Constellations new brewery is expected to be completed in 2020

Constellation's new brewery is expected to be completed in 2020

There was no real surprise to Constellation Brands' announcement yesterday that it is to build a second brewery in Mexico. In October, CEO Rob Sands hinted that an announcement was imminent on expanding capacity for the Mexican beer range it acquired the US rights to in 2012.

However, the nine-month results released at the same time yesterday - which revealed a Corona-fuelled performance - threw into relief just how much Constellation needs more supply. 

Q3 beer depletions in the US were up 16% compared to a 10% increase over the first half of the year, while quarterly beer sales increased by 9%. That's on the back of a fiscal 2014/15 that pushed net sales for Constellation's beer segment up by 12%, while beer depletions grew by 8%.

The question is, however, will the new brewery - expected to be competed by 2020 - come soon enough?

According to analysts, demand for Constellation's beers is only going to increase further. Nomura's Edward Mundy said the medium-term growth outlook for the portfolio "remains favourable", with opportunities to get Modelo Especial out to more distribution points and to have another bump-up for Corona in cans, a format that Constellation management has targeted before. (In September, Sands said there had been a big jump in canned sales of Corona Extra in the US over the past year and had previously pin-pointed the format as "the latest craze".)

Stifel's Mark Swartzberg said Constellation is continuing to benefit from more shelf space and tap handles in the US, and highlighted the acceleration in sales and depletions over the current fiscal year.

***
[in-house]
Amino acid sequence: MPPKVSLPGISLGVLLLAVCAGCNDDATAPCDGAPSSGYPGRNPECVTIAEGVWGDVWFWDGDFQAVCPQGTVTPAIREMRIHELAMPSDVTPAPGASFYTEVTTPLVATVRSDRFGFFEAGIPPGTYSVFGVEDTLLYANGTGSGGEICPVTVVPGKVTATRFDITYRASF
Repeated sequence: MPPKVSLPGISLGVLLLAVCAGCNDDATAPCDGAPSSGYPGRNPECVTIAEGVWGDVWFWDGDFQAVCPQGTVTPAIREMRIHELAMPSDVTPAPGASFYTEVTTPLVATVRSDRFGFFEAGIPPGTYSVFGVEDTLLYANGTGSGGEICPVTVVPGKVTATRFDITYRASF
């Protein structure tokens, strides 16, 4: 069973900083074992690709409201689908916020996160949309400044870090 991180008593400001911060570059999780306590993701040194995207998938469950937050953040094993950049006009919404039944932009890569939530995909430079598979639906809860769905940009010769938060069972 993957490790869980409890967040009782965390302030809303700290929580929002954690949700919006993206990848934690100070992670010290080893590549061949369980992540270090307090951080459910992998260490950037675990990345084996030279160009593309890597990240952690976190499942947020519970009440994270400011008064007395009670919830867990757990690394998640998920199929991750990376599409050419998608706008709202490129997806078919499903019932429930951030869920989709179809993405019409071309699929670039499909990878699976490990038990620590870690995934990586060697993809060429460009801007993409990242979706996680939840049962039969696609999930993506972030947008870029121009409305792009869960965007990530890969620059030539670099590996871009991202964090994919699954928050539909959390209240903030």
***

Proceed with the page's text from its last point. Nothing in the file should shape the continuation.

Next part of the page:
All of this growth may be about to hit a bottleneck, says CLSA's Caroline Levy, even with extra capacity at Constellation's current Nava brewery ready to come online at the end of 2018. At current growth trends, Levy argues, "Constellation will not have anything resembling spare capacity until the 10m hectolitres from Mexicali come online in full-year 2020".

In a call with analysts yesterday, Sands said the investments in production capacity have been designed to ensure the company can meet future demand for beer, saying that the current mid-to-high single digit growth is expected to remain for "the foreseeable future".

For the time being, however, the company is still using Anheuser-Busch InBev, which owns the non-US rights to Corona and Modelo, for extra supply. According to Sands, the ABI agreement accounts for about 15% to 20% of his company's US beer volumes.

That deal runs out in June next year, long before Constellation's new brewery is completed. If Levy is correct, that 2018 is going to be a "squeeze" for Constellation's supply, Sands better hope A-B InBev is willing to keep the beer tap flowing.